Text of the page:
168 Route 7. PLATiEA. From Livadia
town (p. 169). Amompharetos, the Spartan second-in-command, with the
lochos or band of Pitana, protected the rear, while the rest of the Spar¬
tans marched towards the Kithaeron, halting 10 stadia (l'/i M.) farther on
at the Moloeis, in a district named Argiopion, where the temple of the
Eleusinian Demeter was situated (near the church of Hagios Dimitrios,
about IV4 M. to the N. of the village of Kriekouki, p. 170). Here they
were rejoined by Amompharetos, and were at once attacked by Mardonios,
who had realized that the Greek army was now split into three divisions.
The Spartans and Tegeans, unsupported, advanced to meet the on¬
slaught of the Persian cavalry and the attendant infantry, and a fierce
battle was fought at the Eleusinion. Mardonios was slain by Arimnestos,
and the Persians withdrew, after heavy loss, into their intrenchments on
the banks of the Asopos. The Athenians meanwhile had defeated the
Boeotian auxiliaries of the-Persians after a fierce struggle. The remaining
Greeks, encamped beside the Heraeon, had hitherto taken no part in the
battle; but on receiving the news of victory, they also advanced, the right
centre, which was composed chiefly of Corinthians, crossing the heights
towards the temple of Demeter, while the Megarians and Phliasians of
the left centre took the easier route through the plain. This last division
was however routed, with heavy loss, by the Theban cavalry. In the
meantime the Lacedaemonians and Athenians had stormed the strong Per¬
sian camp on the Asopos, securing an incredible amount of booty.
The meed of valour was, on the proposal ofAristides, awarded to the
Plataeans, on whose territory and under the eyes of whose gods and heroes
the battle had been fought. The memory of the battle was kept green
by the solemn festival of the Eleutheria, which until a late period was
celebrated every four years under the direction of Plataea. The confederate
Greeks also guaranteed the autonomy of Plataea, undertook to protect it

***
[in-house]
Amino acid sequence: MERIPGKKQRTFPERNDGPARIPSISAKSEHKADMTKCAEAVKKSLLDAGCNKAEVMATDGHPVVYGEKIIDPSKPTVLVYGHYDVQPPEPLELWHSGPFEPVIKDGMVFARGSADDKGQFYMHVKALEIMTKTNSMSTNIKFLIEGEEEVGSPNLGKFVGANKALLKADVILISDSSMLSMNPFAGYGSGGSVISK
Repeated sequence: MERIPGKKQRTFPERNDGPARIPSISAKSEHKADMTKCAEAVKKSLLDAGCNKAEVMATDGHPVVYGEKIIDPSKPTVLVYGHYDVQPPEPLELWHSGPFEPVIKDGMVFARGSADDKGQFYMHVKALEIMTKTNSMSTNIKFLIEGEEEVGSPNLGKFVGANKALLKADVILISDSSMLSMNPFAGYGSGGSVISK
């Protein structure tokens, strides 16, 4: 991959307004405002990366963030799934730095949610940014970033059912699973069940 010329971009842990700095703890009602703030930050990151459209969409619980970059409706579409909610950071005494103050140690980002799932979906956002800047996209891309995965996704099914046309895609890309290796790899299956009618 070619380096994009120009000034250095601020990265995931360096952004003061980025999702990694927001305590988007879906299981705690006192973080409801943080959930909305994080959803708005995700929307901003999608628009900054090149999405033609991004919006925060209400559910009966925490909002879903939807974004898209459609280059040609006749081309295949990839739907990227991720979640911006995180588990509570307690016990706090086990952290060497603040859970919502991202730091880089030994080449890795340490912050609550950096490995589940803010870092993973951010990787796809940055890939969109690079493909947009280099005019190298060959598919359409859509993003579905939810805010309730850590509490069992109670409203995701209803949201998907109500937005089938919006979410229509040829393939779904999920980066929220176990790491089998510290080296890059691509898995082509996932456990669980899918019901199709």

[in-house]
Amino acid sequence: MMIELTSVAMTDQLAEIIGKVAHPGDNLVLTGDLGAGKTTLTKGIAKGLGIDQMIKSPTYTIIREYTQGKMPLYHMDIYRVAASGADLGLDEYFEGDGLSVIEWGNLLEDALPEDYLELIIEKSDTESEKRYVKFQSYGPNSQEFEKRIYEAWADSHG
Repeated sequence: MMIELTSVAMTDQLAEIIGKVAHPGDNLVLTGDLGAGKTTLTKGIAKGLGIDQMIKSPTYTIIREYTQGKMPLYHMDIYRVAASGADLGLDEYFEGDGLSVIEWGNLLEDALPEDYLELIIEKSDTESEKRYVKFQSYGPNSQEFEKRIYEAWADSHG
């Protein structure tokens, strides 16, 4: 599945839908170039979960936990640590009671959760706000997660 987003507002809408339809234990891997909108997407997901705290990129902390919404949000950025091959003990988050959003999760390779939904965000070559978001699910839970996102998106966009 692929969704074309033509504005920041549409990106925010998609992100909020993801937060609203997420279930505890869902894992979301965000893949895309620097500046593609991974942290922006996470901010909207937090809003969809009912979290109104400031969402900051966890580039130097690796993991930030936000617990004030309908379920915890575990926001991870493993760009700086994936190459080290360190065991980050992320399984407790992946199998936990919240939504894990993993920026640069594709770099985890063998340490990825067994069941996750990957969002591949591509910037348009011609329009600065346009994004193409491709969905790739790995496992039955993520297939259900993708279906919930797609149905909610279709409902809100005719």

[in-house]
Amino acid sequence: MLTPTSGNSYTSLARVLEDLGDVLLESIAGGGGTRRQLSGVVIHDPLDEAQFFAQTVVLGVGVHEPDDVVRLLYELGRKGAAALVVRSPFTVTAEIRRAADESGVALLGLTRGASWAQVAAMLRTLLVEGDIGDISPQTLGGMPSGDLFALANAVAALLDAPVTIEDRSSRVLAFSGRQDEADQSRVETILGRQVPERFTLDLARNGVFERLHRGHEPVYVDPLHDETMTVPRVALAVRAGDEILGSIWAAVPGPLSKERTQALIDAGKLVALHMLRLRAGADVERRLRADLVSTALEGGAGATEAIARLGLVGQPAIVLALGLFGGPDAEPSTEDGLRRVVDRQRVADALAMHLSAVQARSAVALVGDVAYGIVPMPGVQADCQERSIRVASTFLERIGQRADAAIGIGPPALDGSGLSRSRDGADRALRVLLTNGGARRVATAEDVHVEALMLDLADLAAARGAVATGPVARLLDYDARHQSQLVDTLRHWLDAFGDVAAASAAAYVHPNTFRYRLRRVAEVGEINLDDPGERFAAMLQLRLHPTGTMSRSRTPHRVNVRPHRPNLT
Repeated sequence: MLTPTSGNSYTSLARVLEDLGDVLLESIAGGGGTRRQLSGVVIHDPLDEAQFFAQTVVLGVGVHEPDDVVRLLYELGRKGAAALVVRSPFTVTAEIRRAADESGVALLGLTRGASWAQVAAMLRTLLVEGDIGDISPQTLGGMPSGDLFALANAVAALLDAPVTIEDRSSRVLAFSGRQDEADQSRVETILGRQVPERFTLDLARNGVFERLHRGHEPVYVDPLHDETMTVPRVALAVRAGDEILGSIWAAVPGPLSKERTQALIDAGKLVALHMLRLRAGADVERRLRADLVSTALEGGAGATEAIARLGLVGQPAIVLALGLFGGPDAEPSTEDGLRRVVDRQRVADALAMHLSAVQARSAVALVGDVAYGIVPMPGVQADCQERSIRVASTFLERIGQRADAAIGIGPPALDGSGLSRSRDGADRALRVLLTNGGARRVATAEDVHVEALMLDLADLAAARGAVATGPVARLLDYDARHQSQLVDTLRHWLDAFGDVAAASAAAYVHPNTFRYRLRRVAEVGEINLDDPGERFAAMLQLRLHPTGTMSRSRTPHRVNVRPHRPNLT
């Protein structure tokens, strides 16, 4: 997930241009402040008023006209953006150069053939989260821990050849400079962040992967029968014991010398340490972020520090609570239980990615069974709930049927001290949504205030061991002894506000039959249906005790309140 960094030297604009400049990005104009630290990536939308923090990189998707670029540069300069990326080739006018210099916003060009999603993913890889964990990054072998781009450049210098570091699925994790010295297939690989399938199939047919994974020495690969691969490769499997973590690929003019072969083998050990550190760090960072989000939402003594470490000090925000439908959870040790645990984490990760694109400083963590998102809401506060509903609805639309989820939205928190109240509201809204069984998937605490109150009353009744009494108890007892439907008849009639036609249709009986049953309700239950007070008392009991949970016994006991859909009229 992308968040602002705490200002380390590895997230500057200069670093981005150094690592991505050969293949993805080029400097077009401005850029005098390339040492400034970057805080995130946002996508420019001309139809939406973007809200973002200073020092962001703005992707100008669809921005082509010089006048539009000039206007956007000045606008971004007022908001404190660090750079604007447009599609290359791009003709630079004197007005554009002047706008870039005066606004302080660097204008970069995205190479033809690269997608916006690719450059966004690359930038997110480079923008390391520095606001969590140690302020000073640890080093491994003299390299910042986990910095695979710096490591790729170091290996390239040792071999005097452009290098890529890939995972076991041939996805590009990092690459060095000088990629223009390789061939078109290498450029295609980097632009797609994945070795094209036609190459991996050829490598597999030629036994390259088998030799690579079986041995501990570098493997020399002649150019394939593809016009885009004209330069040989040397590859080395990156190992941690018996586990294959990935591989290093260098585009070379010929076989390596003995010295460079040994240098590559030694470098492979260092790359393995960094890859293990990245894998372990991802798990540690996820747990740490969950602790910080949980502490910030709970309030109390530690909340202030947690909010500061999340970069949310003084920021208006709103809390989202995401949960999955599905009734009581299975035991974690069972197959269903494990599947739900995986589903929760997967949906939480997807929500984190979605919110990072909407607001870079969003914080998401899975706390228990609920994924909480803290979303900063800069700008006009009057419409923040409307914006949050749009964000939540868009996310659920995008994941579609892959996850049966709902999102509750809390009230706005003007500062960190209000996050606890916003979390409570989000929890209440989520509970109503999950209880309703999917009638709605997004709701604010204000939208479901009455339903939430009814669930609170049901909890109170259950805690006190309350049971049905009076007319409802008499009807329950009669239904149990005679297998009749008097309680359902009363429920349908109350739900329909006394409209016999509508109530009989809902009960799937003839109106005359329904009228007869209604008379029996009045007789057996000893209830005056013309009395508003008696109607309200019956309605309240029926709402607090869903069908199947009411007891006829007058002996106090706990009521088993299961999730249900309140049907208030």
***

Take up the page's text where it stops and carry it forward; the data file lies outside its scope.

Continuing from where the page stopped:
against all unjust attacks, and voted a grant of 80 talents to the citizens.
The town now awoke to a new life, and was regarded as inviolable
until the Peloponnesian War once more stirred up all passions. The
slaughter of 300 Thebans, who had attempted to surprise Plataea (B.C. 431),
brought an army of Thebans and Peloponnesians before its walls. After
an exhausting siege, which brought the citizens to the end of their re¬
sources, they attempted a sortie. A few of the brave Plataeans cut their
way through the besiegers and effected their escape to Athens, but the
rest were put to the ffword at the instigation of the revengeful Thebans.
The city itself was laid in ruins. The Athenians sent the fugitives to the
little Thracian town of Skione, where they were allowed to remain only
until the end of the war. From that date until the peace of Antalkidas
(B.C. 387), which restored independence to all the cities of Greece, the
Plataeans lived in Athens. The restoration of their city was of short
duration; for in B.C. 373 it was once more destroyed by the Thebans.
Athens again afforded shelter to the inhabitants, who did not return to
their native town until after the battle of Chaeronea (p. 194). Its complete
rebuilding, however, does not appear to have taken place until the last
years of Alexander the Great (B.C. 324). But Plataea played no farther
part in history, and in the Roman period was only redeemed from utter
insignificance by the memory of its past.
The Ruins of the Town are situated on a flat, rocky, triangular
plateau, the S. apex of which is in almost direct contact with
Kithaeron. The N. side is the steepest, but its slope is by no means
sheer; the E. and W. sides are both more gradual and are skirted
by water-courses, now generally dry, which flowed into the Oeroe.
The ancient town was dependent on its springs, of which that to
the W., on the way from Kokla to the ruins, is still used by the
villagers. Near it lie a few large ancient sarcophagi of very simple
construction. Among the springs to the E. of the town the one
called Vergoutiani is now considered the best.